The two chiefs of the U.S. Census bureau have resigned their posts before the ramp-up to the 2010 census. This is slightly old news – from back in November, but it’s still of significant interest. To statisticians, geographers and politicians anyway. From the AAG Newsletter:
Political insiders have suggested that the officials, both highly regarded statisticians, were targeted by Republicans intent on appointing replacements who would be less likely to favor sampling for the 2010 Census. Sampling is used primarily to estimate the true population size of hard-to-measure localities and tally unaccounted for residents. Its heaviest influence is typically felt in urban communities that tend to vote for Democratic congressional candidates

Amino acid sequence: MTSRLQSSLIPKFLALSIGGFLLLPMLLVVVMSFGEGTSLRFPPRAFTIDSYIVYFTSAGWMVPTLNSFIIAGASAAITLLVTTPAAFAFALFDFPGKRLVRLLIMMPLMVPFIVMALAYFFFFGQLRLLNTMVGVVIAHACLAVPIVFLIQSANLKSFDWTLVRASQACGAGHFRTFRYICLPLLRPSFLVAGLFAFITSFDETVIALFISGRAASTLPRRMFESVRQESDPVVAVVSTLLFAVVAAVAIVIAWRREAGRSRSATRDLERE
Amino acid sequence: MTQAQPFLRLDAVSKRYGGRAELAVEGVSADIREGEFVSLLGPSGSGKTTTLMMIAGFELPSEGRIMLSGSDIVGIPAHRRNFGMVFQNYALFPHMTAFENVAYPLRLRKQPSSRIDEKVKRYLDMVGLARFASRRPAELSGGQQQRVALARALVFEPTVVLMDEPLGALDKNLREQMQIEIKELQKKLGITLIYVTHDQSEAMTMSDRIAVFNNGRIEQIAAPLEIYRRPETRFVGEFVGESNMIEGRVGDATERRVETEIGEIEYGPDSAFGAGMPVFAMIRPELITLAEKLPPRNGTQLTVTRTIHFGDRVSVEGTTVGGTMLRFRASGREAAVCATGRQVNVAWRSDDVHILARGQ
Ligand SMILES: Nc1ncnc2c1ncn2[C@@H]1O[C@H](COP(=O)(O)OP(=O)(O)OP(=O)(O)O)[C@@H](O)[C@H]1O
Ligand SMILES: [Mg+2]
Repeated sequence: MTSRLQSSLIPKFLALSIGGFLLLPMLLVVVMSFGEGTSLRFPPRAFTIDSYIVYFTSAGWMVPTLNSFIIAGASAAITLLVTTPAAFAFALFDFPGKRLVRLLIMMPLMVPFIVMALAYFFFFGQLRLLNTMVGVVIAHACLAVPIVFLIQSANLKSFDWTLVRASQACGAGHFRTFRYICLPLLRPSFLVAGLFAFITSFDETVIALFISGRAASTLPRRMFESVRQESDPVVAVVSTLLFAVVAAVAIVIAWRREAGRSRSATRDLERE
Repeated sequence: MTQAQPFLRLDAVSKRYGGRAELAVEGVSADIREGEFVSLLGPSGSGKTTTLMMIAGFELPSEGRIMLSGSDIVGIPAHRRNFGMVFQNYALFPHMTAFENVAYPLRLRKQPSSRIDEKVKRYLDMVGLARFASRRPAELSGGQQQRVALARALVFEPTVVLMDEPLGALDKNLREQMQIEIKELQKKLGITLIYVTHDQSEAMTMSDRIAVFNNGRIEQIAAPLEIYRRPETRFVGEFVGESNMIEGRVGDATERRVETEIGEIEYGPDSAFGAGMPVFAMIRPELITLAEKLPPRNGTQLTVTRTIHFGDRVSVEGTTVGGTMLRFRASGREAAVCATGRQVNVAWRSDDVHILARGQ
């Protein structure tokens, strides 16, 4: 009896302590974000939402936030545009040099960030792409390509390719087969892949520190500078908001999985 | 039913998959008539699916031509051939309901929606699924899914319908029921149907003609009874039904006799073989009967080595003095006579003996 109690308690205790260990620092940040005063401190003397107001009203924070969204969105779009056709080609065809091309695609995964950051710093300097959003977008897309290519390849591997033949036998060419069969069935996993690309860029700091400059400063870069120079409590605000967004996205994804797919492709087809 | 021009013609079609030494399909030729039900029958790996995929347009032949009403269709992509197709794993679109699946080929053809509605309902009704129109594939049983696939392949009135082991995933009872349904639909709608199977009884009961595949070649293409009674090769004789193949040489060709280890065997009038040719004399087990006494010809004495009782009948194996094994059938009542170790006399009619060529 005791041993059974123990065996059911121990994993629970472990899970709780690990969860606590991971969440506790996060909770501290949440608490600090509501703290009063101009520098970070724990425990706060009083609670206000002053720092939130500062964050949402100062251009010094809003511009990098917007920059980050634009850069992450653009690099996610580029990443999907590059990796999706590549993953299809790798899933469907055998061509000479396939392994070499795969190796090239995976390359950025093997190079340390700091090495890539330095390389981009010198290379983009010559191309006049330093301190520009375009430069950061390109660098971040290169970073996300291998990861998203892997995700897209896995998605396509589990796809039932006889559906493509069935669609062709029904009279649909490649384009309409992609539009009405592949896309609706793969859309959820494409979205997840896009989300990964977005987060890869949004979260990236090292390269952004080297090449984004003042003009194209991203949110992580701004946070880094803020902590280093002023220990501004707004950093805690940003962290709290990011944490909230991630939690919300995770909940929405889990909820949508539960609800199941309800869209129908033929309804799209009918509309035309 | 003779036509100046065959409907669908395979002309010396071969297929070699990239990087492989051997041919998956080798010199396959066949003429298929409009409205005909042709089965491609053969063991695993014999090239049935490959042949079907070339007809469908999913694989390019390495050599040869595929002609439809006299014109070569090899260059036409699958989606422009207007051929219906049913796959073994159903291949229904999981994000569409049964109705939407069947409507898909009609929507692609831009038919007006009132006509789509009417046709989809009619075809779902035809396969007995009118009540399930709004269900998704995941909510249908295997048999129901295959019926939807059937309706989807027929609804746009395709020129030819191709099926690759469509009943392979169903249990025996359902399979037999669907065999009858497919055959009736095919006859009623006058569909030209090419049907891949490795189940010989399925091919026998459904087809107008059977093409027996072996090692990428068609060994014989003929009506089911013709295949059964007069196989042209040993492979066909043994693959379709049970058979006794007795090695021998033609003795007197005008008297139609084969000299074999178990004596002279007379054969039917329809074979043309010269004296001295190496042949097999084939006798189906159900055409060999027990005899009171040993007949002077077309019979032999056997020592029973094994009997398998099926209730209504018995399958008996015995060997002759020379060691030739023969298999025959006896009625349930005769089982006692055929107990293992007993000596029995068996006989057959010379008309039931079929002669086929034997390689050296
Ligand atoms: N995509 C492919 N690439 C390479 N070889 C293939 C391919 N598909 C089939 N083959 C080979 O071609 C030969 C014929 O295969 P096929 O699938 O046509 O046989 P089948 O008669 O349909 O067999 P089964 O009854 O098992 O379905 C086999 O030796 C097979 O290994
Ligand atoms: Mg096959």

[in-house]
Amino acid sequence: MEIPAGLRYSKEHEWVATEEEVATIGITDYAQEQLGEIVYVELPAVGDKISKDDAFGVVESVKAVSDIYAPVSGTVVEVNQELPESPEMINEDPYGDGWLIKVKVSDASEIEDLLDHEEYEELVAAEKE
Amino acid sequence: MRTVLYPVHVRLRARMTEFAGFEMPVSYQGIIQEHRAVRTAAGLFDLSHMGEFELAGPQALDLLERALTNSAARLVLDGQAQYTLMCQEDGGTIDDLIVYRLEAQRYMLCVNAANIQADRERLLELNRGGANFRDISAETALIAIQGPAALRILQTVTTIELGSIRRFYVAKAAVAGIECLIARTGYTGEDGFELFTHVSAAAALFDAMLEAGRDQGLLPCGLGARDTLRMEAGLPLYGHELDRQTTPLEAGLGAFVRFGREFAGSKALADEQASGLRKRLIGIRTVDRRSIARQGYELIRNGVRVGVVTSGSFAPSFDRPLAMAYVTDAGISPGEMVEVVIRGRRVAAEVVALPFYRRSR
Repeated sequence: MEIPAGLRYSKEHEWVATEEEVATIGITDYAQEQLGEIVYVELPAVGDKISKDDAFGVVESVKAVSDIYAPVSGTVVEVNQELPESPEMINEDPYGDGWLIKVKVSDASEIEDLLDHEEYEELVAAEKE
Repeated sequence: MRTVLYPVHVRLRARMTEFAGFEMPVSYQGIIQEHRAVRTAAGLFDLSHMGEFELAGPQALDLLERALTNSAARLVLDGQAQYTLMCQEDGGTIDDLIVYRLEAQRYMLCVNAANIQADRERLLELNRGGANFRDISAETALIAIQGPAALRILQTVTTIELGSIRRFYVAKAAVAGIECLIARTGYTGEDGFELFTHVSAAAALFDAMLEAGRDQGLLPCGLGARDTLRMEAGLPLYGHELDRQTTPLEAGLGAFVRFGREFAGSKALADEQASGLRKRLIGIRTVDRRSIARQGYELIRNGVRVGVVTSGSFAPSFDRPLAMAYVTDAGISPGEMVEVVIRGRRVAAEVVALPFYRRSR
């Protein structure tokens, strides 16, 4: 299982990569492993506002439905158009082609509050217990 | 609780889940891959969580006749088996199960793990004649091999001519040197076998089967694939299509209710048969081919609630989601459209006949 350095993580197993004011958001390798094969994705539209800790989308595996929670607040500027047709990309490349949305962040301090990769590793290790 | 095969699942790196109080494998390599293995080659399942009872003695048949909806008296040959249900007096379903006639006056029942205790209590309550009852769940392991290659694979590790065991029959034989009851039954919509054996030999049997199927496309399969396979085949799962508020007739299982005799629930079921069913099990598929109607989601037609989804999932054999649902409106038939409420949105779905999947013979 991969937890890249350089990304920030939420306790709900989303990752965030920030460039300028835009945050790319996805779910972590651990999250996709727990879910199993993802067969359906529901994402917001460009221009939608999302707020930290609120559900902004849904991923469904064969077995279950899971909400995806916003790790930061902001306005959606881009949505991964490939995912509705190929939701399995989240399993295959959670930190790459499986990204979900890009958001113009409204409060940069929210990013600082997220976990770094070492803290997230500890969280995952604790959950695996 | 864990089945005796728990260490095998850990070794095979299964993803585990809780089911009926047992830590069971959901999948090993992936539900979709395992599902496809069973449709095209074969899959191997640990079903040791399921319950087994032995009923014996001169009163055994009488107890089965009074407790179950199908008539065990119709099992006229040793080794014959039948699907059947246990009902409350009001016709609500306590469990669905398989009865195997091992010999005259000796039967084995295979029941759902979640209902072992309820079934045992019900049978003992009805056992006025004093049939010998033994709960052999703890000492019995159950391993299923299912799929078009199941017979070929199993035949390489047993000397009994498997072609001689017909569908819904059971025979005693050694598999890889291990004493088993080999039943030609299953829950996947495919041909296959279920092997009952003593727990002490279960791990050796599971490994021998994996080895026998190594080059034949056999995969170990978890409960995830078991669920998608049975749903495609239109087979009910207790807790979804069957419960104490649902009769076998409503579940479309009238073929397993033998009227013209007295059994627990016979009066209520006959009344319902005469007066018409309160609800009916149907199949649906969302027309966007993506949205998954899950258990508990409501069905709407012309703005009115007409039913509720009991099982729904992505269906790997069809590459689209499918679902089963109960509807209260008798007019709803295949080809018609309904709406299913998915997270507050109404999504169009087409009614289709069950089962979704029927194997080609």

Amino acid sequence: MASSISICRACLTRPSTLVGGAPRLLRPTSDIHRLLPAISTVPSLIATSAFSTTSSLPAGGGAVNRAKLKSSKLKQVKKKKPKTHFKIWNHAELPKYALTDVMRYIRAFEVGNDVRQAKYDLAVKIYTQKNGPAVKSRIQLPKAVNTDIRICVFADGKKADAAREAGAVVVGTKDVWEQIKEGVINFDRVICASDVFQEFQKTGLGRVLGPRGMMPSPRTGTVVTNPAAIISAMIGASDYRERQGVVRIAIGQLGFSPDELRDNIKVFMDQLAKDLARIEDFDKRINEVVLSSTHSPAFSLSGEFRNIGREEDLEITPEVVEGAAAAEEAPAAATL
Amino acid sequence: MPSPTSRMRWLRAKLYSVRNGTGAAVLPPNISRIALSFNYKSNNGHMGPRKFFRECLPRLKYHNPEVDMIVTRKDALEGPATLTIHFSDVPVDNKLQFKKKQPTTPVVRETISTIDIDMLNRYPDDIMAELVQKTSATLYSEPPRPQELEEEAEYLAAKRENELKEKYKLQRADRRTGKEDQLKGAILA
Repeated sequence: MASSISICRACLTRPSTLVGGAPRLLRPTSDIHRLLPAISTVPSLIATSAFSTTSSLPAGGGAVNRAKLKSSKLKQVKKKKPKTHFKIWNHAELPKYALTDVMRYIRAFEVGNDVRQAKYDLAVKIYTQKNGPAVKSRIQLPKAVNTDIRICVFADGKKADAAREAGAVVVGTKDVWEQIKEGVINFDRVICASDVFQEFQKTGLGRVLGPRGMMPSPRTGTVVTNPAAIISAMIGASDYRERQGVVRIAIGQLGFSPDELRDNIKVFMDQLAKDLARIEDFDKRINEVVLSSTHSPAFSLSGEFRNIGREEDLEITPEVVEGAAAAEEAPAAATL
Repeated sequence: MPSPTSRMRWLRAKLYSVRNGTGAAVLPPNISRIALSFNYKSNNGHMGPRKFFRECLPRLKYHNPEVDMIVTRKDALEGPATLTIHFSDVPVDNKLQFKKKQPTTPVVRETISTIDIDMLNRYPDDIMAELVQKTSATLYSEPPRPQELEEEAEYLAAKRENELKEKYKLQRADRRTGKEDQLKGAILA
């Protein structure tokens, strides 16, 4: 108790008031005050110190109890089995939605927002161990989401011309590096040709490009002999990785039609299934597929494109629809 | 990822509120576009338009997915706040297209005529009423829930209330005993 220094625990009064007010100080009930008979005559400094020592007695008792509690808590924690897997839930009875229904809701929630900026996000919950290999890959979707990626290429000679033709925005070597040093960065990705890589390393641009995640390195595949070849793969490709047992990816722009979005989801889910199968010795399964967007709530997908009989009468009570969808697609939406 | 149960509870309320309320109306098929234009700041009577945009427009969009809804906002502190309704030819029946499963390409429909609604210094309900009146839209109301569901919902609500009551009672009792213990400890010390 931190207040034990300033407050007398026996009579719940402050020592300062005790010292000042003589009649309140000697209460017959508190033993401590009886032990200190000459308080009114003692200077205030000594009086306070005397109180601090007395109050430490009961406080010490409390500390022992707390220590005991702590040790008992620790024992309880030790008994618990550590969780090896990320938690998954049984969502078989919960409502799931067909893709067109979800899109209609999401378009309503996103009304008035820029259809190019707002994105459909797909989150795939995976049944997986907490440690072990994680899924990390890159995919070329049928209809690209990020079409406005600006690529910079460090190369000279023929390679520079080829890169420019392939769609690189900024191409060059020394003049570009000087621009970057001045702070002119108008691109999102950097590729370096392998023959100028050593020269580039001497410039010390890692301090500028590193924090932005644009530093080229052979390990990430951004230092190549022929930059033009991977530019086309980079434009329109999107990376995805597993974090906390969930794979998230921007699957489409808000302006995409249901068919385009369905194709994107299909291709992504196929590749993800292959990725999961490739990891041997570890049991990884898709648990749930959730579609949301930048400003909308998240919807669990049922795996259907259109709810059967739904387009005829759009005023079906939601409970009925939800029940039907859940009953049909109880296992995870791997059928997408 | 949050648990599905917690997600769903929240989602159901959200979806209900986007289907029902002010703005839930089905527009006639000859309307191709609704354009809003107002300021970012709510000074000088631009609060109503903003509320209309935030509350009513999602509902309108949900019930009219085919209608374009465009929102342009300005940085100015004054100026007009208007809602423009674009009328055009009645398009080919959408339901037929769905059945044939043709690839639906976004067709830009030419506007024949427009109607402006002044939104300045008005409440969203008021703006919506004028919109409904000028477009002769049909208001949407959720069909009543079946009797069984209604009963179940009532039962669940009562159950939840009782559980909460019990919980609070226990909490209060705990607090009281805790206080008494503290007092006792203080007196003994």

The irony is that sampling could greatly reduce the cost of taking the census and provide more accurate information than a full census. Yes – a government program that is incredibly useful to the government itself, academia and research, and extensively by businesses in understanding our populace. A little more info here at washingtonpost.com. What a great beard.